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Peripheral Vascular Disease (cont.)

What is peripheral vascular disease?

Peripheral vascular disease (PVD) is a circulation disorder that causes narrowing, blockage, or spasms of blood vessels to parts of the body other than the brain and heart.

What causes peripheral vascular disease?

The most common cause of peripheral vascular disease is atherosclerosis, or hardening of the arteries, a gradual process by which cholesterol plaques (material) builds up and causes inflammation in the inner walls of the arteries. This cholesterol plaque builds up over time and may block, narrow, or weaken the blood vessel walls, which results in restricted or blocked blood flow.

Other causes of peripheral vascular disease include:

  • Blood clot: A blood clot can block a blood vessel (thrombus/emboli).
  • Diabetes: Over the long-term, the high blood sugar level of persons with diabetes can damage blood vessels. This makes the blood vessels more likely to become narrowed or weakened. Plus, people with diabetes frequently also have high blood pressure and high fats in the blood, which accelerates the development of atherosclerosis.
  • Inflammation of the arteries: This condition is called arteritis and can cause narrowing or weakening of the arteries. Several autoimmune conditions can develop vasculitis, and, besides the arteries, other organ systems are also affected.
  • Infection: The inflammation and scarring caused by infection can block, narrow, or weaken blood vessels. Both salmonellosis (infection with Salmonella bacteria) and syphilis have been two infections traditionally known to infect and damage blood vessels.
  • Structural defects: Defects in the structure of a blood vessel can cause narrowing. Most of these cases are acquired at birth, and the cause remains unknown. Takayasu disease is a vascular disease affecting the upper vessels of the body and affects usually Asian females.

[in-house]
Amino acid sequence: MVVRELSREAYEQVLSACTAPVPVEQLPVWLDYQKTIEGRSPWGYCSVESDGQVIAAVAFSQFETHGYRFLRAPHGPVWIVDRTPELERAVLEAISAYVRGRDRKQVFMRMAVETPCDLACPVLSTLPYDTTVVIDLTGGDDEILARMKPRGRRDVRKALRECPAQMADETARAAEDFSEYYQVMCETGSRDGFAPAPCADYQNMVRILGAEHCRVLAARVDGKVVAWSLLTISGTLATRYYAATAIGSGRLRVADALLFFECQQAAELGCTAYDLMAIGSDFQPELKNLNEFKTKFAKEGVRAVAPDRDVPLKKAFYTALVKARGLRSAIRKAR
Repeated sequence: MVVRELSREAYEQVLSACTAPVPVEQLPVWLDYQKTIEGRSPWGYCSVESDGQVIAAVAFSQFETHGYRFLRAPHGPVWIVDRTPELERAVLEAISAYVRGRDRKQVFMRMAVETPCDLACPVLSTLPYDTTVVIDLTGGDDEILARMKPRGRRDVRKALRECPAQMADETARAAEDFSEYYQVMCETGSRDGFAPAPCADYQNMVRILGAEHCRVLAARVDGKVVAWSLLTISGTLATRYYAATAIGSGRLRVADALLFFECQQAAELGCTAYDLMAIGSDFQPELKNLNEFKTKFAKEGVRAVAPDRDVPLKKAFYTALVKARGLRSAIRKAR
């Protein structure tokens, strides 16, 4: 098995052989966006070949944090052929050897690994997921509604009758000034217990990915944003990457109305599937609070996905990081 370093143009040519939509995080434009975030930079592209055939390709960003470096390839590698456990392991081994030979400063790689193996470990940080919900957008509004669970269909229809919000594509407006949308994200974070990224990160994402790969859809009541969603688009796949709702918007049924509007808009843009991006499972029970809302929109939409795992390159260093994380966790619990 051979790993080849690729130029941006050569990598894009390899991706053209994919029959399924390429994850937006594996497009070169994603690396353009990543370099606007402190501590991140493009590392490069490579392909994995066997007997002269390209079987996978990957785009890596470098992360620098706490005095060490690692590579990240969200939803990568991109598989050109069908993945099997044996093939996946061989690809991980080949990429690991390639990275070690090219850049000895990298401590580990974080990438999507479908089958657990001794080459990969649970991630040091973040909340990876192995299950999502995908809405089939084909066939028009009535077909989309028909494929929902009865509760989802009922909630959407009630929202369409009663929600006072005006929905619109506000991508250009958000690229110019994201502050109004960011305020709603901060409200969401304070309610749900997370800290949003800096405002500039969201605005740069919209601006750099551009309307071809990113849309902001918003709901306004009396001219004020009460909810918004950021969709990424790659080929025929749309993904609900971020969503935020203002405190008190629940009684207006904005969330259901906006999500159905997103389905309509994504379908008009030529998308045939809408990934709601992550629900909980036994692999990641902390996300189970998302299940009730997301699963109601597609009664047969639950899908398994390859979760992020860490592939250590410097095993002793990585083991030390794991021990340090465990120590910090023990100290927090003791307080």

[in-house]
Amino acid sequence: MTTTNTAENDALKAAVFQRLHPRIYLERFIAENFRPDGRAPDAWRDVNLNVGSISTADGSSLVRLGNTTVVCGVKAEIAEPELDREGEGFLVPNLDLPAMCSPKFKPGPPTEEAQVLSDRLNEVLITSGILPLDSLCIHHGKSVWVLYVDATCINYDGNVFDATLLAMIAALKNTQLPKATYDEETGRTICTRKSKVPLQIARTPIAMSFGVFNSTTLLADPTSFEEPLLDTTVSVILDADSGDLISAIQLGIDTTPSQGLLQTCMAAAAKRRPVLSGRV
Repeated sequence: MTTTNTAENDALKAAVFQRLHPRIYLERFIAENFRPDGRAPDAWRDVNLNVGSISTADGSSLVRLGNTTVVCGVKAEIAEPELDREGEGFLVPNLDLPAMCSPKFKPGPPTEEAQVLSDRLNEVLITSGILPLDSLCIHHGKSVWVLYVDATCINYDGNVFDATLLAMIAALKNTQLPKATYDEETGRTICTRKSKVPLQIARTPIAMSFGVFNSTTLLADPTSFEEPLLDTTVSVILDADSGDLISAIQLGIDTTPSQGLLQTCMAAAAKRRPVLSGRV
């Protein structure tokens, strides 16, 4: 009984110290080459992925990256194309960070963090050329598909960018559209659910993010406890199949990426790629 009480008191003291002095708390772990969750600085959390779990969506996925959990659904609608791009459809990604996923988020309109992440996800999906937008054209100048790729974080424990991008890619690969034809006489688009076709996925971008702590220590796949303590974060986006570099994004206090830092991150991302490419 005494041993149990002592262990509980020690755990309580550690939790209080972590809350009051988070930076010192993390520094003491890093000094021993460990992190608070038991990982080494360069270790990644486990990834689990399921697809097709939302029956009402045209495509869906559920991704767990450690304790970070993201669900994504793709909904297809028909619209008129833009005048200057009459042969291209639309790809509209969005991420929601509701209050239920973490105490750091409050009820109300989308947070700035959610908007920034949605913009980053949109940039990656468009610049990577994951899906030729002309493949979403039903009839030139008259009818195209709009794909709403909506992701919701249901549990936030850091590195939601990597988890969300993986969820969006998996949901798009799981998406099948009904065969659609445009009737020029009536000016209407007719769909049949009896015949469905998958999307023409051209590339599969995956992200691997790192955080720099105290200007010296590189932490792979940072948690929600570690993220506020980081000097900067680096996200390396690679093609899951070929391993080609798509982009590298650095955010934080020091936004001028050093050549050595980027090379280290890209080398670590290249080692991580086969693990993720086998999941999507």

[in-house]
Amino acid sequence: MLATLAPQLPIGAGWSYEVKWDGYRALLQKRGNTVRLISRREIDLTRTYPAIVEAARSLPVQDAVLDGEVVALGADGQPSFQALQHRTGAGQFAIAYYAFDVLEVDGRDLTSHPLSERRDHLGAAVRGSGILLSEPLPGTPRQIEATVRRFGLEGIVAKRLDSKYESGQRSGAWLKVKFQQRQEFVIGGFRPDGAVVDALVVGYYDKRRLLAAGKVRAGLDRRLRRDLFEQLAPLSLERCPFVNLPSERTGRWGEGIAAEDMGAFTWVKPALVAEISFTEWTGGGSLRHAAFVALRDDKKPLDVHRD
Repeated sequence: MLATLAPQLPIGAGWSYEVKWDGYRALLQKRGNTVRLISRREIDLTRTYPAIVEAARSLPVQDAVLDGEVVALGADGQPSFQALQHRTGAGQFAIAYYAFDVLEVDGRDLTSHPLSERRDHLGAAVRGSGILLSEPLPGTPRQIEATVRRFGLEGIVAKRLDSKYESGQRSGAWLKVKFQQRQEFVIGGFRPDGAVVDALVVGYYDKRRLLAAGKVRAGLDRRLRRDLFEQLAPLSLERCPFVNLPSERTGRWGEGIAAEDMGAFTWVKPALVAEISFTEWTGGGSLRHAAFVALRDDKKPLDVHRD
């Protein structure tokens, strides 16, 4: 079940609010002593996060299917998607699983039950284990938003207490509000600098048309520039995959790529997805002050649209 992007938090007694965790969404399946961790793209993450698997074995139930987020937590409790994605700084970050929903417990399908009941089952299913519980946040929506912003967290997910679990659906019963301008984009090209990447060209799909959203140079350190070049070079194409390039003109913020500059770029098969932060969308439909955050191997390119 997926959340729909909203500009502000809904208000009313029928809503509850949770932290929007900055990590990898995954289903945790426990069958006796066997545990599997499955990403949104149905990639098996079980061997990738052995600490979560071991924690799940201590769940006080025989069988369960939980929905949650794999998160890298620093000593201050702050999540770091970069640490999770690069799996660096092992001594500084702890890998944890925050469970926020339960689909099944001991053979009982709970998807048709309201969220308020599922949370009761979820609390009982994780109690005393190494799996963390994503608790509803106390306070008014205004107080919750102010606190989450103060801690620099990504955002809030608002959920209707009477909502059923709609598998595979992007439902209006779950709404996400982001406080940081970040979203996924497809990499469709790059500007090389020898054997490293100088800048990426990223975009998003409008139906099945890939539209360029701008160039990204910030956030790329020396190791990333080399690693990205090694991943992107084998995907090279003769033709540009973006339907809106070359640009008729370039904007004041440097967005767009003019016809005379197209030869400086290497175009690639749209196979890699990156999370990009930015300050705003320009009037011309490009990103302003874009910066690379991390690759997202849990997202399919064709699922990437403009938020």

• Injury: Blood vessels can be injured in an accident such as a car wreck or a bad fall.

What are the risk factors for peripheral vascular disease?

Risk factors for peripheral vascular disease (and atherosclerotic disease of all arteries throughout the body):

  • Positive family history of premature heart attacks or strokes
  • Older than 50 years
  • Overweight or obesity
  • Inactive (sedentary) lifestyle
  • Smoking
  • Diabetes
  • High blood pressure
  • High cholesterol or LDL (the "bad cholesterol"), plus high triglycerides and low HDL (the "good cholesterol")

People who have coronary heart disease or a history of heart attack or stroke generally also have an increased frequency of having peripheral vascular disease.

Medically Reviewed by a Doctor on 9/30/2016
Medical Author:

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Read What Your Physician is Reading on Medscape

Peripheral Vascular Disease »

Peripheral vascular disease (PVD) is a nearly pandemic condition that has the potential to cause loss of limb or even loss of life.

Read More on Medscape Reference »


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